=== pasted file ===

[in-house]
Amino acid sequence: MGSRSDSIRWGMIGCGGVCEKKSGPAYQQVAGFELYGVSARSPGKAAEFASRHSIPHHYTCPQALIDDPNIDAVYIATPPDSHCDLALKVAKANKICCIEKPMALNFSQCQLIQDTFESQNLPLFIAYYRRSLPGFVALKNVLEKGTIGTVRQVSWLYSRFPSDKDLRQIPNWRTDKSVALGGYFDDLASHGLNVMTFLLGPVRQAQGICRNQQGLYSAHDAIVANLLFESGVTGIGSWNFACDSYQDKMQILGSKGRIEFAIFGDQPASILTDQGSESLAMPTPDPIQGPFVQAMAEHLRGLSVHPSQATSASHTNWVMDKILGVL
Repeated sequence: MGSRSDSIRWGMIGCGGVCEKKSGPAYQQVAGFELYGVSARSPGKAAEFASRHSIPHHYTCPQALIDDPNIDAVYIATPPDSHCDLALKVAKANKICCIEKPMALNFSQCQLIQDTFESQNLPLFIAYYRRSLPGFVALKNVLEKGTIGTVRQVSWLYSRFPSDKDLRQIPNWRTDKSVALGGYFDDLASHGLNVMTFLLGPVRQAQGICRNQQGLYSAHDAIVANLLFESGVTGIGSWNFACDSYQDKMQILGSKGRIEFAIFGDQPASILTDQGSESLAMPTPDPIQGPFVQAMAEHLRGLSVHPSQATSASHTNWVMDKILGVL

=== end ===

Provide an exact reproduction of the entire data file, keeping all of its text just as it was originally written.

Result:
[in-house]
Amino acid sequence: MGSRSDSIRWGMIGCGGVCEKKSGPAYQQVAGFELYGVSARSPGKAAEFASRHSIPHHYTCPQALIDDPNIDAVYIATPPDSHCDLALKVAKANKICCIEKPMALNFSQCQLIQDTFESQNLPLFIAYYRRSLPGFVALKNVLEKGTIGTVRQVSWLYSRFPSDKDLRQIPNWRTDKSVALGGYFDDLASHGLNVMTFLLGPVRQAQGICRNQQGLYSAHDAIVANLLFESGVTGIGSWNFACDSYQDKMQILGSKGRIEFAIFGDQPASILTDQGSESLAMPTPDPIQGPFVQAMAEHLRGLSVHPSQATSASHTNWVMDKILGVL
Repeated sequence: MGSRSDSIRWGMIGCGGVCEKKSGPAYQQVAGFELYGVSARSPGKAAEFASRHSIPHHYTCPQALIDDPNIDAVYIATPPDSHCDLALKVAKANKICCIEKPMALNFSQCQLIQDTFESQNLPLFIAYYRRSLPGFVALKNVLEKGTIGTVRQVSWLYSRFPSDKDLRQIPNWRTDKSVALGGYFDDLASHGLNVMTFLLGPVRQAQGICRNQQGLYSAHDAIVANLLFESGVTGIGSWNFACDSYQDKMQILGSKGRIEFAIFGDQPASILTDQGSESLAMPTPDPIQGPFVQAMAEHLRGLSVHPSQATSASHTNWVMDKILGVL